Roy Lichtenstein, ‘Temple with folds.’, 1964, ArtWise

This piece is a 1964 invitation to Leo Castelli opening for Roy Lichtenstein. And being such, it has fold lines. Not signed, nor numbered. The invitations were folded, addressed and mailed to prospective buyers and visitors from the Leo Castelli Gallery's list. The full reference can be found in "The Prints of Roy Lichtenstein-A Catalogue Raisonne 1948-1993" by Corlett, page 256, II.3: Offset Lithograph on smooth, cream wove paper. Publisher: Leo Castelli Gallery, New York. The back of the invitation has the following text "Leo Castelli 4 East 77th New York 21" / "Roy Lichtenstein" / "October 24th to November 19th" / "Landscapes".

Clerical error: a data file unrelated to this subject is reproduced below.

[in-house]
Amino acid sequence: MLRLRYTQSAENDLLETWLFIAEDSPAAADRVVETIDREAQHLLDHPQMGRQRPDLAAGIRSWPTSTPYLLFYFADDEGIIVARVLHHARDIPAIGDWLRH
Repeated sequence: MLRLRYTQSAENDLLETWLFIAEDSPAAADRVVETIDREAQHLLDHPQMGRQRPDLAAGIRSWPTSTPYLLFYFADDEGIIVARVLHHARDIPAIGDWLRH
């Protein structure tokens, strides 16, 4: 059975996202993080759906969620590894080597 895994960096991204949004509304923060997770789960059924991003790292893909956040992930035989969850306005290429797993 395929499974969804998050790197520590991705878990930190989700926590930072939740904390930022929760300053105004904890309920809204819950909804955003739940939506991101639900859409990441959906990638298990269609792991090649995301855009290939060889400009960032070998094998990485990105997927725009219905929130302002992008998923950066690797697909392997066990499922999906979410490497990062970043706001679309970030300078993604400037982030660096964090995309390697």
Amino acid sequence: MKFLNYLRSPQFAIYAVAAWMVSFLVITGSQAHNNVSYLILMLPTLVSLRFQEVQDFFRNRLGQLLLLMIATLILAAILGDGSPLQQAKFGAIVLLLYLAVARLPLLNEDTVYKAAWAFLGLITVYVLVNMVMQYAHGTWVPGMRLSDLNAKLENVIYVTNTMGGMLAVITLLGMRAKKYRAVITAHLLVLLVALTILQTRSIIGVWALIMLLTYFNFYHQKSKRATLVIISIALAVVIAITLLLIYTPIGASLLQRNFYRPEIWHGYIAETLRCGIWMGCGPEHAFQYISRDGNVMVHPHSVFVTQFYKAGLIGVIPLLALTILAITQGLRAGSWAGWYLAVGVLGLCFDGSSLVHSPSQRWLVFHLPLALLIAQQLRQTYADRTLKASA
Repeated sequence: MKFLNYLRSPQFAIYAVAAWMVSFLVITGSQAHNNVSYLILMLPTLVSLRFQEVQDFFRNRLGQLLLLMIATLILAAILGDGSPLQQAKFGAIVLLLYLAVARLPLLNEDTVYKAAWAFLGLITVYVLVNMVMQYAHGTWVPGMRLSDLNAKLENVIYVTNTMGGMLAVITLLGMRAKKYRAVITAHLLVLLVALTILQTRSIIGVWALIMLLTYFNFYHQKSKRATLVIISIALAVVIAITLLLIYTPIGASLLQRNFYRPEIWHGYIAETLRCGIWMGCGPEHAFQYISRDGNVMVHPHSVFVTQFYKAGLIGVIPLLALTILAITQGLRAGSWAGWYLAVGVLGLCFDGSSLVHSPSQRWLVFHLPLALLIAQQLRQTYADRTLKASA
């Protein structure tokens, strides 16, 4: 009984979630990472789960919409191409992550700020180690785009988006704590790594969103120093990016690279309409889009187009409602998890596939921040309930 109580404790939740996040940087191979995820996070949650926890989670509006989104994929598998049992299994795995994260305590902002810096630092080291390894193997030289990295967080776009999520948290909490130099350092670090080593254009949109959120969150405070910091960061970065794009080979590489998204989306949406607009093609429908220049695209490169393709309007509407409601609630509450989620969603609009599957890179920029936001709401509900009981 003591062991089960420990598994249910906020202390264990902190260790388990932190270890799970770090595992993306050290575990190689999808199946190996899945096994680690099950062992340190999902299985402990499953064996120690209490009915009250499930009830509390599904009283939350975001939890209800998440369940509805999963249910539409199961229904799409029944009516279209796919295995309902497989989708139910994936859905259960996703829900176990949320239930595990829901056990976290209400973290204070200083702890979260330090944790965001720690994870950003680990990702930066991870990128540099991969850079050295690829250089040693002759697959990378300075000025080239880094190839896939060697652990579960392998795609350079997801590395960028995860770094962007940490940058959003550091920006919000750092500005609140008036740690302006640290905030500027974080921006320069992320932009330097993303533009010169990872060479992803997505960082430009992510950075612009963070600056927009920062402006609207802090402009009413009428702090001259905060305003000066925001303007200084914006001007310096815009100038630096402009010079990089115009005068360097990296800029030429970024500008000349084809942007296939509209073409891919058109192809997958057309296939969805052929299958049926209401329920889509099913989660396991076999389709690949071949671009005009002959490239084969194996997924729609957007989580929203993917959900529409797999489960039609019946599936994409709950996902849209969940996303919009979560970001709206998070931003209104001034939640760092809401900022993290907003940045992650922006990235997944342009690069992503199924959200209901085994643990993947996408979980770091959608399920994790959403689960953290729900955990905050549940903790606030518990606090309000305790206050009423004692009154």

About Roy Lichtenstein

When American Pop artist Roy Lichtenstein painted Look Mickey in 1961, it set the tone for his career. This primary-color portrait of the cartoon mouse introduced Lichtenstein’s detached and deadpan style at a time when introspective Abstract Expressionism reigned. Mining material from advertisements, comics, and the everyday, Lichtenstein brought what was then a great taboo—commercial art—into the gallery. He stressed the artificiality of his images by painting them as though they’d come from a commercial press, with the flat, single-color Ben-Day dots of the newspaper meticulously rendered by hand using paint and stencils. Later in his career, Lichtenstein extended his source material to art history, including the work of Claude Monet and Pablo Picasso, and experimented with three-dimensional works. Lichtenstein’s use of appropriated imagery has influenced artists such as Richard Prince, Jeff Koons, and Raymond Pettibon.

American, 1923-1997, New York, New York, based in New York and Southampton, New York